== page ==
Pets can be mischievous creatures, and some have a talent for getting into trouble. The ASPCA Animal Poison Control Center (APCC) receives hundreds of thousands of calls each year from veterinarians and pet owners looking for help managing pet poisonings. Many common household items can be toxic to pets, and you may be surprised how many are lurking in your own home. To avoid pet poisonings, you need to recognize the harmful items, so Palm City Animal Medical Center lists the most common pet toxins.

#1: Medication toxicities in pets

Some medications that are safe for people may be toxic to pets, including those you can buy from the pharmacy shelves, or those that require a prescription. Toxic effects vary, depending on the medication and dose ingested.

  • Over-the-counter medications — Aspirin, ibuprofen, and acetaminophen are examples of over-the-counter anti-inflammatory medications that may cause stomach ulcers, kidney disease, or liver damage in pets. Cold medications, vitamins, herbal supplements, and skin creams can also cause toxicity.
  • Prescription medications — ADHD, heart, anti-anxiety, and antidepressant medications are some of the most commonly ingested prescriptions that cause toxicity. 
  • Veterinary medications — In school, your veterinarian learned the useful adage that “all drugs are poisons.” Simply put, this means that safe medications prescribed for your pet can become unsafe if consumed in large quantities, as sometimes occurs with flavored, chewable medications. Other medications may be safe for one species, but not for another, such as some canine flea and tick products that cause neurological problems when applied to cats.

#2: Foods toxicities in pets

  • Chocolate, coffee, and caffeine — Methylxanthines are compounds present in these products that cause toxicity in pets. Severity depends on the amount ingested, with effects ranging from mild stomach upset to hyperactivity, tremors, seizures, and death. The amount of methylxanthines varies according to chocolate darkness, with white chocolate being fairly innocuous and baker’s chocolate and cocoa powder the most dangerous.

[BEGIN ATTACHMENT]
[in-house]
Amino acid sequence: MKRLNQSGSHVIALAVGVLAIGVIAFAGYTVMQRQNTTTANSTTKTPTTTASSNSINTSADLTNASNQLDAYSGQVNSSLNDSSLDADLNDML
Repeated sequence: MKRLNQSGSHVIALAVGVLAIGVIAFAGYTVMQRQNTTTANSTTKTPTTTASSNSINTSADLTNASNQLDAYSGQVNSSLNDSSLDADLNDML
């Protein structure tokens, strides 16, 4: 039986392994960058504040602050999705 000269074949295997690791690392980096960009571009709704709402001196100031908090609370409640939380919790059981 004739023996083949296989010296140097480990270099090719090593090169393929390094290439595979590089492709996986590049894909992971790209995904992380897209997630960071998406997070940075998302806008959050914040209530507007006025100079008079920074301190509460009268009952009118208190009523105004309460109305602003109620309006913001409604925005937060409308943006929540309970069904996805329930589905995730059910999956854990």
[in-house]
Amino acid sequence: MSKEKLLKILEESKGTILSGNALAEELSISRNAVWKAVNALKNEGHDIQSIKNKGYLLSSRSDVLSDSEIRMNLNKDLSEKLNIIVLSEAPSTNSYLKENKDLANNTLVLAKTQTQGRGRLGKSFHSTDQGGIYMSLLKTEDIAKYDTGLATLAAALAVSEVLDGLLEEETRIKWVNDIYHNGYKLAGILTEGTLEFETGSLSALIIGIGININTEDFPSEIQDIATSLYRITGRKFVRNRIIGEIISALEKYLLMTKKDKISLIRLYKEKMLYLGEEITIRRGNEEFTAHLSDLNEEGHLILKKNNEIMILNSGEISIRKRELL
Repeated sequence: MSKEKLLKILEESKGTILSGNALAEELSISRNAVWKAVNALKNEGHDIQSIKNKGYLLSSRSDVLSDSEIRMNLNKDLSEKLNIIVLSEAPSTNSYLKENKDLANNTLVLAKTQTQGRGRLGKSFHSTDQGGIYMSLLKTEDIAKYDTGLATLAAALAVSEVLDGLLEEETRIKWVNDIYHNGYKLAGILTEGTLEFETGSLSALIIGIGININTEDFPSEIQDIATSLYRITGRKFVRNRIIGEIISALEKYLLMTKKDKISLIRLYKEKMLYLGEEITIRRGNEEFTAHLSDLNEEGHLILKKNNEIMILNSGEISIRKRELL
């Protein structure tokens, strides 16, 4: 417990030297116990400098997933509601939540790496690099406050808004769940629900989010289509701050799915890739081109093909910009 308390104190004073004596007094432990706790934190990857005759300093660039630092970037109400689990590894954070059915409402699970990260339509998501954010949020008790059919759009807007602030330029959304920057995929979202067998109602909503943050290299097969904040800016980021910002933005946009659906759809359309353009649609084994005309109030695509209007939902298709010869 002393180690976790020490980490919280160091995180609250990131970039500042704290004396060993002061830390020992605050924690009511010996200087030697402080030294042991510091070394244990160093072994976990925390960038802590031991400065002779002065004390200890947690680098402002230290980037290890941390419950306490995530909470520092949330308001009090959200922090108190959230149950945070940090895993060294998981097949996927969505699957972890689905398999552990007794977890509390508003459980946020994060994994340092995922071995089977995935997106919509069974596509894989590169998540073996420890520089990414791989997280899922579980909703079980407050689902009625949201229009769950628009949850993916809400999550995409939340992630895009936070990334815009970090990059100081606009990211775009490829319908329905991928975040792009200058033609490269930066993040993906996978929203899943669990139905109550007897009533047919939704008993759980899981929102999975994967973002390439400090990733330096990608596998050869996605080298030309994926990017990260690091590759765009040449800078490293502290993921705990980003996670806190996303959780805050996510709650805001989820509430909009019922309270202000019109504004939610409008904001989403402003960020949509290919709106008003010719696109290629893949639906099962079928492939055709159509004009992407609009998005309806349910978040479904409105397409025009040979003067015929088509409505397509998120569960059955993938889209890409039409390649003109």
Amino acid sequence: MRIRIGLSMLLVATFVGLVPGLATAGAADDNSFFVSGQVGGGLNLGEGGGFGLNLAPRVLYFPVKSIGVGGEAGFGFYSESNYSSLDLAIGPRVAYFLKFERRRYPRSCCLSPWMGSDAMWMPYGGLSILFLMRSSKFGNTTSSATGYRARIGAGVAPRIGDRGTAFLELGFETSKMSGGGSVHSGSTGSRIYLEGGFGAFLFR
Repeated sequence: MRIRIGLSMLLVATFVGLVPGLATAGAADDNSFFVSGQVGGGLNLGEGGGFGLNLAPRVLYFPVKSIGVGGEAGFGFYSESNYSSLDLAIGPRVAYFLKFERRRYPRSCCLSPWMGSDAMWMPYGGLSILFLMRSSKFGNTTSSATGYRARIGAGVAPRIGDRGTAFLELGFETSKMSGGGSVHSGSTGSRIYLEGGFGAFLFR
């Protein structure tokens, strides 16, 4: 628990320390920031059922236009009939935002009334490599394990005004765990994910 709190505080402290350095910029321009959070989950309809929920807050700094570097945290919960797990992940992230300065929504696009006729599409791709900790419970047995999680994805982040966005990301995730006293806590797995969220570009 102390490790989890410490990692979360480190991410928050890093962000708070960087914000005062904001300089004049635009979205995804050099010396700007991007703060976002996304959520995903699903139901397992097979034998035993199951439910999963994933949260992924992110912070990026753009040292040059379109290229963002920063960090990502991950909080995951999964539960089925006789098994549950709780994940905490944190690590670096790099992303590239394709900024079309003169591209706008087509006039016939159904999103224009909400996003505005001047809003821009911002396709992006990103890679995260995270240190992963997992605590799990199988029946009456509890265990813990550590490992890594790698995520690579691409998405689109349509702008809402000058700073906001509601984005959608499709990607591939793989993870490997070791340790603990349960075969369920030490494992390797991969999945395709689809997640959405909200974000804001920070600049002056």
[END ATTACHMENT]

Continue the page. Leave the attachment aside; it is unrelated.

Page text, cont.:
• Xylitol — This artificial sweetener is present in some baked goods, gum, mints, and toothpaste. A small amount can cause a dramatic drop in blood sugar, and lead to incoordination, vomiting, and seizures, followed by liver failure. 
  • Grapes and raisins — The toxin in grapes and raisins hasn’t been identified, but eating only a few may cause kidney failure in some dogs. 
  • Onions and garlic — Onions, garlic, and chives can cause stomach upset or anemia, if consumed in large enough quantities, because of red blood cell damage. 
  • Alcohol and raw yeast dough — Alcohol can cause intoxication, vomiting, depression, coma, or death. Raw bread dough containing yeast can ferment in the stomach, creating gas and ethanol as byproducts. The gas can cause stomach bloating or twisting—an emergency situation—and the ethanol acts the same as ingested alcohol. 
  • Macadamia nuts — Ingestion causes depression, vomiting, tremors, and elevated body temperature in dogs.

#3: Rodenticide toxicity in pets